It was Polly’s birthday (a fellow Fulbrighter) so when we drove up to her school a gander of Christian students were waiting to hand over her birthday present: a brand new fresh, perfectly white, puppy dog. This poor and tiny soul was terrified, hungry, weak, and hot. The confusion must be incredible for those pups with higher IQ’s and better functioning logical faculties. This dog happened to escape the hot palm oil and homemade spices in Ibu Fatma’s frying pan yet, how? Is she prettier than most dogs? More intelligent? How do they determine which dogs they cuddle and which dogs they munch on? This Westerner would wonder but upon proper inquisition a good Northern Sulawesi Christian would shrug, mumble, puff a clove cigarette, gaze and squint, then smile it off.

But this post is really less about the Christian diet of dog and more about experiencing the Christian culture in the Northern part of my Island. And boy, was it a doozy! Having been immersed in the sweetness of gentle Muslim culture for more than 2 months it was shocking to visit the 85% Protestant region where rules, speech, food, garb, and simple life style are very different. Less than an hour flight north of my home I tasted firsthand the strength and application of Indonesia’s slogan: “Unity in Diversity”. Some Christians get drunk, grab your butt and whisper the stale stench of moonshine into your ear at long-winded weddings. Mostly all of them eat crazy stuff like man’s best friend and flying/walking rodents. They all have a different dialect than Gorontalans and an accent that stumbles over my nickname “Jo” when ending a sentence. There are friendly looking churches reminiscent of the backwoods in Alabama on darn near every corner. They are so civilized that fancy sidewalks stretch out adjacent from the houses. Of course the women aren’t carved out of the Koran in Northern Sulawesi so there aren’t many jilbabs and they proudly show their shiny black hair and long tan arms.

There are possibly enumerable differences between Indonesian Christianity and Indonesian Islam. The most poignant difference is surprisingly NOT the religion itself. Actually, I am certain the God the bible speaks of and the God the Koran speaks of is exactly the same God. They were written in and around the same time, they push nearly all the same morals and spiritual tenets and Jesus is even a prophet in Islam. The heaviest differences I picked up on, from my three day tutorial, are the following things:

1) Christians are allowed to drink and therefore do!
2) Christians are allowed to eat many disgusting and frightening things.
3) Christians don’t sing prayers into a loud speaker that skip atop rice paddies and echo through jungles four times a day.
4) Christians (specifically Protestants) wear skimpier clothing.
5) Christians don’t learn Arabic.
6) Christians eat on different plates than Muslims at social events like weddings.
7) Christians bow their heads and pray just like Grandma Edith back home.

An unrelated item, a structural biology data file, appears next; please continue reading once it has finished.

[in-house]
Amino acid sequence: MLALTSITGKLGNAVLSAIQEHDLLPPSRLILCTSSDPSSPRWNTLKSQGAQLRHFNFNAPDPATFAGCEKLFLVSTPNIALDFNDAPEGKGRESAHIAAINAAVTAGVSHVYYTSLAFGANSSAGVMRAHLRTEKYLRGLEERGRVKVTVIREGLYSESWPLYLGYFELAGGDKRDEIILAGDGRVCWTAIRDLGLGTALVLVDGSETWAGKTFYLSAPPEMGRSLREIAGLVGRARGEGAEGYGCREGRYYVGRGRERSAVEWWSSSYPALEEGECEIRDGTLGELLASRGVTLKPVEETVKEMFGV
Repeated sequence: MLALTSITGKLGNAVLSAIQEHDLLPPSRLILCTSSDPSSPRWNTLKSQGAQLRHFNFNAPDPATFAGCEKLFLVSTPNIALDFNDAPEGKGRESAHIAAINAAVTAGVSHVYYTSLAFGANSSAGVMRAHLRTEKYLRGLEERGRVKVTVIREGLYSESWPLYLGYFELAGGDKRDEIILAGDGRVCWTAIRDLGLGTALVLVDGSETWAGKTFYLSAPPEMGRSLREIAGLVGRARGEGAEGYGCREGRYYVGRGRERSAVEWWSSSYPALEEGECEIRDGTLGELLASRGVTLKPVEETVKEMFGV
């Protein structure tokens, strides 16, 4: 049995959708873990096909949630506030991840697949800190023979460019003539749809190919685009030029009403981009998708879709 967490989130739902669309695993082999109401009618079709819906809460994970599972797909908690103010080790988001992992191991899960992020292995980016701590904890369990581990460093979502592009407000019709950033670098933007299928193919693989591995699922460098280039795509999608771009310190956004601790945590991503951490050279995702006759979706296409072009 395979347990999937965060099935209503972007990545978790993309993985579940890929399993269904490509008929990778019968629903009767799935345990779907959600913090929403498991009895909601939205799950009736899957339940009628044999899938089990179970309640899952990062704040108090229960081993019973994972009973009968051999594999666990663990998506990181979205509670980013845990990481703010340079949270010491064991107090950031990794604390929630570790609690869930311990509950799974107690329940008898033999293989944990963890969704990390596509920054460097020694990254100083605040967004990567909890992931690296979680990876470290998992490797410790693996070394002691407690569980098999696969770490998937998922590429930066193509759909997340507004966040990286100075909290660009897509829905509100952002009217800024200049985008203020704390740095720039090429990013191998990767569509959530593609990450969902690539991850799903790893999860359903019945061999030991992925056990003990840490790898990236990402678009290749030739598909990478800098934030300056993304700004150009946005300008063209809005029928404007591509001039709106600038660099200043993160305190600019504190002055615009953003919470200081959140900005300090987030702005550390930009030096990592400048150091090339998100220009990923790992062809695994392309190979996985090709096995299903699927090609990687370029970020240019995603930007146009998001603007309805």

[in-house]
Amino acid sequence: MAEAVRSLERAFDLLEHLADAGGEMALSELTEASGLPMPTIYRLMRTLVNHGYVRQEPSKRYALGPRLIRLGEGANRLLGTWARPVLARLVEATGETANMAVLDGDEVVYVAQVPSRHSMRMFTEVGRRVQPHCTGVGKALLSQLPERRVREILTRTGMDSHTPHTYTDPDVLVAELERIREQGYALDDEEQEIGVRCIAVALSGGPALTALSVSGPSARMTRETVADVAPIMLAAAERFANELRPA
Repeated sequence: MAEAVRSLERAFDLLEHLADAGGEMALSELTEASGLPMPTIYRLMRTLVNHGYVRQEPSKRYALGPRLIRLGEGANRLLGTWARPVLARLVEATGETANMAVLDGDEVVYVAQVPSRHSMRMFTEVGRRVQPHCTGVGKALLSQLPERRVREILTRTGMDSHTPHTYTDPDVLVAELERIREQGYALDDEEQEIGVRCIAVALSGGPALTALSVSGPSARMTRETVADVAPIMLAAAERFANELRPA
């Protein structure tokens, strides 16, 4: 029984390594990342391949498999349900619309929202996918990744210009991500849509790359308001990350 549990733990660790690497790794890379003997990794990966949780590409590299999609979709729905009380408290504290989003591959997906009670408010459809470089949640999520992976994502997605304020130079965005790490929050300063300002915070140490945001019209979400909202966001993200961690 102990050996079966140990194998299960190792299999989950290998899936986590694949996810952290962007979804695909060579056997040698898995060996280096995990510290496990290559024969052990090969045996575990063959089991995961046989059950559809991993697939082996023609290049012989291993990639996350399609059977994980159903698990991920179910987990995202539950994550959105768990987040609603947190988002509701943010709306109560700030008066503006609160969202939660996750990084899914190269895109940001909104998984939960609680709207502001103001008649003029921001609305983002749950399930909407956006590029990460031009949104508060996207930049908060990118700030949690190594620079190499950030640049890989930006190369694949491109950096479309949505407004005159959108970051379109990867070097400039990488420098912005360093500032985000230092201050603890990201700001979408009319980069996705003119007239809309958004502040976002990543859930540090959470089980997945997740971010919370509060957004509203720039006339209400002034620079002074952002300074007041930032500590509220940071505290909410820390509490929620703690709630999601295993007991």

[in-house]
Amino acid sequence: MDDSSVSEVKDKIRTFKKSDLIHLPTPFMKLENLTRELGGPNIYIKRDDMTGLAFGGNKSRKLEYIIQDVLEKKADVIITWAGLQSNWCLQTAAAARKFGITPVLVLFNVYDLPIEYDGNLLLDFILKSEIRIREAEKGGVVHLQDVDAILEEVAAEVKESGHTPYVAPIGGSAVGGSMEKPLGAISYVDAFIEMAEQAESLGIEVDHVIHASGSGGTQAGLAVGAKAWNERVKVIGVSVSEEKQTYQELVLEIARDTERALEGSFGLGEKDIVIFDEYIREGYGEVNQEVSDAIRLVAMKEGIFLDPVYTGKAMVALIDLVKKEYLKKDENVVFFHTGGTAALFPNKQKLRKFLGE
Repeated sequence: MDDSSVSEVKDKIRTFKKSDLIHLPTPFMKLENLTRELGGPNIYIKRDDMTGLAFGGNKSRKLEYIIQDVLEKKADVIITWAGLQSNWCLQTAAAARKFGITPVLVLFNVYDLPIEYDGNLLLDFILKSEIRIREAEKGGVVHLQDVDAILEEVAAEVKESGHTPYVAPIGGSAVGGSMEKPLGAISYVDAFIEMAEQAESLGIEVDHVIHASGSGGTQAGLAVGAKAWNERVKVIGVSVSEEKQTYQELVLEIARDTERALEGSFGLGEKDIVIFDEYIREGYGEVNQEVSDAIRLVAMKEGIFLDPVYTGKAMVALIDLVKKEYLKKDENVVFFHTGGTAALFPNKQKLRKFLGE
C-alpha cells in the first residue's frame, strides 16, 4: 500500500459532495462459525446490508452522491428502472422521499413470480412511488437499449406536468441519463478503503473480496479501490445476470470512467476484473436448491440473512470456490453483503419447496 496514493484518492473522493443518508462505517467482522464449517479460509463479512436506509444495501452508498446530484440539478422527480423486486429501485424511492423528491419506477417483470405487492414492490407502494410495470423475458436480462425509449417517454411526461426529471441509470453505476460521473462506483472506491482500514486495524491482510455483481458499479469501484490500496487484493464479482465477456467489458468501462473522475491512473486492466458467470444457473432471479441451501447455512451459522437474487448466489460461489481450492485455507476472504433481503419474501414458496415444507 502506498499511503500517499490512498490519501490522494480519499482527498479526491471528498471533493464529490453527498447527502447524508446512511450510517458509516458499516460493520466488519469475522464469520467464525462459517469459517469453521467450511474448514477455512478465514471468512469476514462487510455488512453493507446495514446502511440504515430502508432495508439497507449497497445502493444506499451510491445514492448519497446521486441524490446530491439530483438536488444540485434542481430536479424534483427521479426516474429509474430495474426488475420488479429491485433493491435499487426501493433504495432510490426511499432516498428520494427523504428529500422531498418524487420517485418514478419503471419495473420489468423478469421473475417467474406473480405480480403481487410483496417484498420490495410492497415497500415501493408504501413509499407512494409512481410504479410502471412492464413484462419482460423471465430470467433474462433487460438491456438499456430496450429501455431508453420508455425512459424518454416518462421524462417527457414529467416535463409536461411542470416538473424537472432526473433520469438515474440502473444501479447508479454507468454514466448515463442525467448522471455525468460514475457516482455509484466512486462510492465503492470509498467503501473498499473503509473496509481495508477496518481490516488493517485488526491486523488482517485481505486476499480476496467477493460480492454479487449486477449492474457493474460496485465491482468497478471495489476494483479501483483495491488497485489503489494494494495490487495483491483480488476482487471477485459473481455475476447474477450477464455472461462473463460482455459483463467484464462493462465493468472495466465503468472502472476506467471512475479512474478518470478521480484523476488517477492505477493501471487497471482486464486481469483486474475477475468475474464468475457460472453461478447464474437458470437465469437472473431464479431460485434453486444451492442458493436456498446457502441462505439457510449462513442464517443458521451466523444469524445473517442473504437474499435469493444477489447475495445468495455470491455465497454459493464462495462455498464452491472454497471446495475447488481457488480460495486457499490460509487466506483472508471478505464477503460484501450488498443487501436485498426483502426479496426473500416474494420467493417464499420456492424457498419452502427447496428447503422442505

…you see, the difference is more a cultural conundrum than movements marked in spirituality.

One might assume Indonesians to be intrusive about their religious preference because everyone is so religious. I believe one could have this assumption because Americans and Europeans (the culture to which most people reading this relate), associate religion with evangelicalism. Sulawesians and most Indonesians (perhaps because they were colonized by so many Dutch, Portuguese and Japanese) don’t talk about their religion very much if at all and would not even THINK to try and make you or me apart of it. A breath of fresh air, it is. However, there is a law in Indonesia that requires all citizens and long-term visitors choose a religion. It does not matter what it is so long as they have one. This is probably because an Ibu somewhere was concerned for the country’s spiritual backbone and mentioned it to her son who was the guy that makes laws and (because Muslims worship mamas right after Allah) he implemented this motherly concern into national mandate. Yet, Muslim schools celebrate the Buddha’s birthday and many Christian schools take Idul Fitri off. So maybe Christians digest doggy on the daily and Islamic folks cover their ladies and shun pork, bat and rat but they function right well with one another. There are even Muslims who work at Polly’s Christian school and crazy Pagan-Buddhist-Yogis, like me, considered a part of what (my) Muslims call family.

Per usual, it seems us Americans have a thing or two to take from the way they do things in Indonesia. I am not saying the Christians of America ought to start eating their house pets or drinking lots of homemade spirits. Nor that we ought to make a required religion in America. Rather that talk of religion should have a nice hush to it for the personal and political fruition of us all. Talk of God is a natural side effect of the human condition, as is language, but it can be so obtuse and contradicting a thing to apply something so limited as language to something so transcendent as God. So I applaud Indonesia for having figured that out, whether they know that have or not.